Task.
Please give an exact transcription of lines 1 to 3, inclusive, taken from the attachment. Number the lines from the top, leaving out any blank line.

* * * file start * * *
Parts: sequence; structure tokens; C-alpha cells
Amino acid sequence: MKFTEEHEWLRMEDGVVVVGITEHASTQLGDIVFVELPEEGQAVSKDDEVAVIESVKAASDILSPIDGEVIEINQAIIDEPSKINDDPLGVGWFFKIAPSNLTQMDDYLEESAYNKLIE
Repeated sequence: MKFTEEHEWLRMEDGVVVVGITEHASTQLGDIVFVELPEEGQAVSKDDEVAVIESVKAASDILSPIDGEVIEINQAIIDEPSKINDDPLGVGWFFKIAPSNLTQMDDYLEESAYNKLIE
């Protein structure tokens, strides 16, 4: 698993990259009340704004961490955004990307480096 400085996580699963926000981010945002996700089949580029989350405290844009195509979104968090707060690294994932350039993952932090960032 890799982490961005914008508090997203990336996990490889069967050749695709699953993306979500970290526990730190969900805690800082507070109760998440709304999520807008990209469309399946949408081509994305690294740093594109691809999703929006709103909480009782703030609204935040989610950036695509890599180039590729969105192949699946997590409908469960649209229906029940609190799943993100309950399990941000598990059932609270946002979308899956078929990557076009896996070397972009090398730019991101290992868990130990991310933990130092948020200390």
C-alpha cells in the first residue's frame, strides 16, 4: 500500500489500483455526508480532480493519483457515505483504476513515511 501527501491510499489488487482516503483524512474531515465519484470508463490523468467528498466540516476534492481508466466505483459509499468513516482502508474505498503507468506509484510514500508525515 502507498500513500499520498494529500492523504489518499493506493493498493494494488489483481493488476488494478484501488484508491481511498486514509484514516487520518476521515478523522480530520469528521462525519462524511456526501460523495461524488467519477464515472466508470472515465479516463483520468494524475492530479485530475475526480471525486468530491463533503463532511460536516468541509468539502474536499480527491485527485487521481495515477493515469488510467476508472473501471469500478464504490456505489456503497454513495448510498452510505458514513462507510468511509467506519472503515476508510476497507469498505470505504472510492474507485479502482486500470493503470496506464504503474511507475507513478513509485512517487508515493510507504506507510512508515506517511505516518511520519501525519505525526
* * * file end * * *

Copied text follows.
Parts: sequence; structure tokens; C-alpha cells
Amino acid sequence: MKFTEEHEWLRMEDGVVVVGITEHASTQLGDIVFVELPEEGQAVSKDDEVAVIESVKAASDILSPIDGEVIEINQAIIDEPSKINDDPLGVGWFFKIAPSNLTQMDDYLEESAYNKLIE
Repeated sequence: MKFTEEHEWLRMEDGVVVVGITEHASTQLGDIVFVELPEEGQAVSKDDEVAVIESVKAASDILSPIDGEVIEINQAIIDEPSKINDDPLGVGWFFKIAPSNLTQMDDYLEESAYNKLIE